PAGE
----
Topics: Storm King, Frisbee, Agua Fresca, Serge Mouille Lighting
Illustrations by Greg Chinn at The Local Brand Co.
The holy grail for lovers of land art, monumental art, and plain old big sculpture, the Storm King Art Center in New York’s Hudson Valley has captured our imagination for years. Founded in 1960, this 500-acre outdoor museum is home to works by Isamu Noguchi, Magdalena Abakanowicz, Richard Serra, Andy Goldsworthy, Alexander Calder and scores of notable artists. An hour’s drive from Manhattan, it’s a slice of art heaven in the Hudson Valley.
It’s hard to imagine a time before the Frisbee existed. The ubiquitous plastic disc has been a part of American summers since 1957, when Wham-O released it as the “Pluto Platter,” hoping to cash in on the UFO craze of the late ’50s. In ’58, the company changed it to Frisbee to honor the originator, William Frisbie, who unintentionally invented the toy when university students turned the pie tins from his popular Frisbie Pie Company into flying toys, shouting “Frisbie!” as they threw them.
From fruit to rice to flowers, there’s an agua fresca that will perfect your summer experience. This seemingly infinite variety of fresh water drinks originated in Central America and Mexico (although horchata can be traced back ancient North Africa) and has grown increasingly popular internationally in recent years. The best agua fresca is made from scratch, and the best flavor is up to your taste. We love peach, tamarind, hibiscus, guava, mango and horchata — which is worthy of its own separate entry. Sweet or tart, creamy or bright, it’s sure to perk you up on a hot day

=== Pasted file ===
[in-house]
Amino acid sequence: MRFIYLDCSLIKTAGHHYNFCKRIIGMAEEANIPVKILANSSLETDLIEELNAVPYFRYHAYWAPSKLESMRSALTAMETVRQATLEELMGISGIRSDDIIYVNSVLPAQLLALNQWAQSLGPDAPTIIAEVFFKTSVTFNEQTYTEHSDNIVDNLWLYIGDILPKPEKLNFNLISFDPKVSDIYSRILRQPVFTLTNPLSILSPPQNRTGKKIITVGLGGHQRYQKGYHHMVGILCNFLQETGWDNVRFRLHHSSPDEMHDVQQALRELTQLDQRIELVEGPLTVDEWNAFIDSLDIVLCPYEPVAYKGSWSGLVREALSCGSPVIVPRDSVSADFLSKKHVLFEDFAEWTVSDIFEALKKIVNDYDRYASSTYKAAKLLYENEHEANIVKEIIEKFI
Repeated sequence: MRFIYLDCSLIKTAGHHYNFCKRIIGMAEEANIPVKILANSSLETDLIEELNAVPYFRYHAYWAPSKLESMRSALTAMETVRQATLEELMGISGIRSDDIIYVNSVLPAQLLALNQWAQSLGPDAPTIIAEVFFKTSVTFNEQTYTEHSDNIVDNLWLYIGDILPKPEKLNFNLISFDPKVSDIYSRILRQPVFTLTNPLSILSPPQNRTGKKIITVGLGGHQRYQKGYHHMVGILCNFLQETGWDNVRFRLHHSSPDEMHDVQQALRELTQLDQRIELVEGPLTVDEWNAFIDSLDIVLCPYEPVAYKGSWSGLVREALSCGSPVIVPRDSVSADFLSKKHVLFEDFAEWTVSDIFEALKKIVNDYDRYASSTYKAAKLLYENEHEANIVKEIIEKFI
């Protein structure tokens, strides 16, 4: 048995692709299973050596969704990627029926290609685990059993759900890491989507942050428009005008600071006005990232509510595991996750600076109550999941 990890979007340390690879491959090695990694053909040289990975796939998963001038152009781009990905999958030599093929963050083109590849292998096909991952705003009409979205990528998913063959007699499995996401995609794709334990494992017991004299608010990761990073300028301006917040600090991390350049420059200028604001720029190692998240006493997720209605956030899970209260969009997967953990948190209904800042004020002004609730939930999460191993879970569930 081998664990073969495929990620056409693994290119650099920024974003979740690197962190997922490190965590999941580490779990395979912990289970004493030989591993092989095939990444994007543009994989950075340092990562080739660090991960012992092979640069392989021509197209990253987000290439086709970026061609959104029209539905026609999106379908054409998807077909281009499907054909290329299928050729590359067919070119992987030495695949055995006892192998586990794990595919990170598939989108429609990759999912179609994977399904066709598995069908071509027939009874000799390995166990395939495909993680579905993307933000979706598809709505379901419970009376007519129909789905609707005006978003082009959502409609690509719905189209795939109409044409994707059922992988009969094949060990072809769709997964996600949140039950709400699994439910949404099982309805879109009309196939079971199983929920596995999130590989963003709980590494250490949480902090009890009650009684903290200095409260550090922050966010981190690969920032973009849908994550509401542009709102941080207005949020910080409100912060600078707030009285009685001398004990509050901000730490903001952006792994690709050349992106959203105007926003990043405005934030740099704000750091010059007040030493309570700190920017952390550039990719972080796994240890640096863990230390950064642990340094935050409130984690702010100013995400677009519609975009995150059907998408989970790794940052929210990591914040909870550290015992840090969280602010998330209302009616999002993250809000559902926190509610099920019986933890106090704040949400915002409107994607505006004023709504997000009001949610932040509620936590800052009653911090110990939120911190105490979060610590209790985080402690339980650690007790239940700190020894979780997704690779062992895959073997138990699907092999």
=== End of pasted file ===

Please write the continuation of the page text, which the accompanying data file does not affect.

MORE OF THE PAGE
Serge Mouille Lighting
In 1935, when 13-year-old Serge Mouille disappointed his parents by enrolling in the School of Applied Arts’ silver workshop, none of them could imagine what the future held. By 1956, Mouille’s elegant lamps and light fixtures were displayed alongside work by Noguchi, Perriand and others in Steph Simons’ Paris design gallery. Their popularity soared to the point that actor Henry Fonda showed up on Mouille’s doorstep, demanding a custom lamp (which he eventually got). After a battle with tuberculosis and turning to teaching, Mouille stopped making his fixtures — which were never mass produced — in 1961.Coveted today, they embody the values and aesthetics of modern design.